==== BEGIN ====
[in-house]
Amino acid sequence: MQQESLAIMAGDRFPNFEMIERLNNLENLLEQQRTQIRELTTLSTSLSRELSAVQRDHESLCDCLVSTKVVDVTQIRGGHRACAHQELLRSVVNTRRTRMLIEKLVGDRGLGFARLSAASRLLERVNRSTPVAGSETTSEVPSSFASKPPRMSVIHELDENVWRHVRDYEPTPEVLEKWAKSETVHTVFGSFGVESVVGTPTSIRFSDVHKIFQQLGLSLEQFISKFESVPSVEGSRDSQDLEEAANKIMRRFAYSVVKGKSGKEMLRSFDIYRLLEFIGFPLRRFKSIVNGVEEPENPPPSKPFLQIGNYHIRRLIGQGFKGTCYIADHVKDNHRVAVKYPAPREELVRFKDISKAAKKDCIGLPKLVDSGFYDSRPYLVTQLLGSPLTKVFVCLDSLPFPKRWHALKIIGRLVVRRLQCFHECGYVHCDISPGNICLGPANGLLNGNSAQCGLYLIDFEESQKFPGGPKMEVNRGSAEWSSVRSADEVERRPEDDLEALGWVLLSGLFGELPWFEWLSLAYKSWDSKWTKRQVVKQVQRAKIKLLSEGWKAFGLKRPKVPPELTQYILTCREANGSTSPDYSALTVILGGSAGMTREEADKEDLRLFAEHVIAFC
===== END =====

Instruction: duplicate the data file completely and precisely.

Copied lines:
[in-house]
Amino acid sequence: MQQESLAIMAGDRFPNFEMIERLNNLENLLEQQRTQIRELTTLSTSLSRELSAVQRDHESLCDCLVSTKVVDVTQIRGGHRACAHQELLRSVVNTRRTRMLIEKLVGDRGLGFARLSAASRLLERVNRSTPVAGSETTSEVPSSFASKPPRMSVIHELDENVWRHVRDYEPTPEVLEKWAKSETVHTVFGSFGVESVVGTPTSIRFSDVHKIFQQLGLSLEQFISKFESVPSVEGSRDSQDLEEAANKIMRRFAYSVVKGKSGKEMLRSFDIYRLLEFIGFPLRRFKSIVNGVEEPENPPPSKPFLQIGNYHIRRLIGQGFKGTCYIADHVKDNHRVAVKYPAPREELVRFKDISKAAKKDCIGLPKLVDSGFYDSRPYLVTQLLGSPLTKVFVCLDSLPFPKRWHALKIIGRLVVRRLQCFHECGYVHCDISPGNICLGPANGLLNGNSAQCGLYLIDFEESQKFPGGPKMEVNRGSAEWSSVRSADEVERRPEDDLEALGWVLLSGLFGELPWFEWLSLAYKSWDSKWTKRQVVKQVQRAKIKLLSEGWKAFGLKRPKVPPELTQYILTCREANGSTSPDYSALTVILGGSAGMTREEADKEDLRLFAEHVIAFC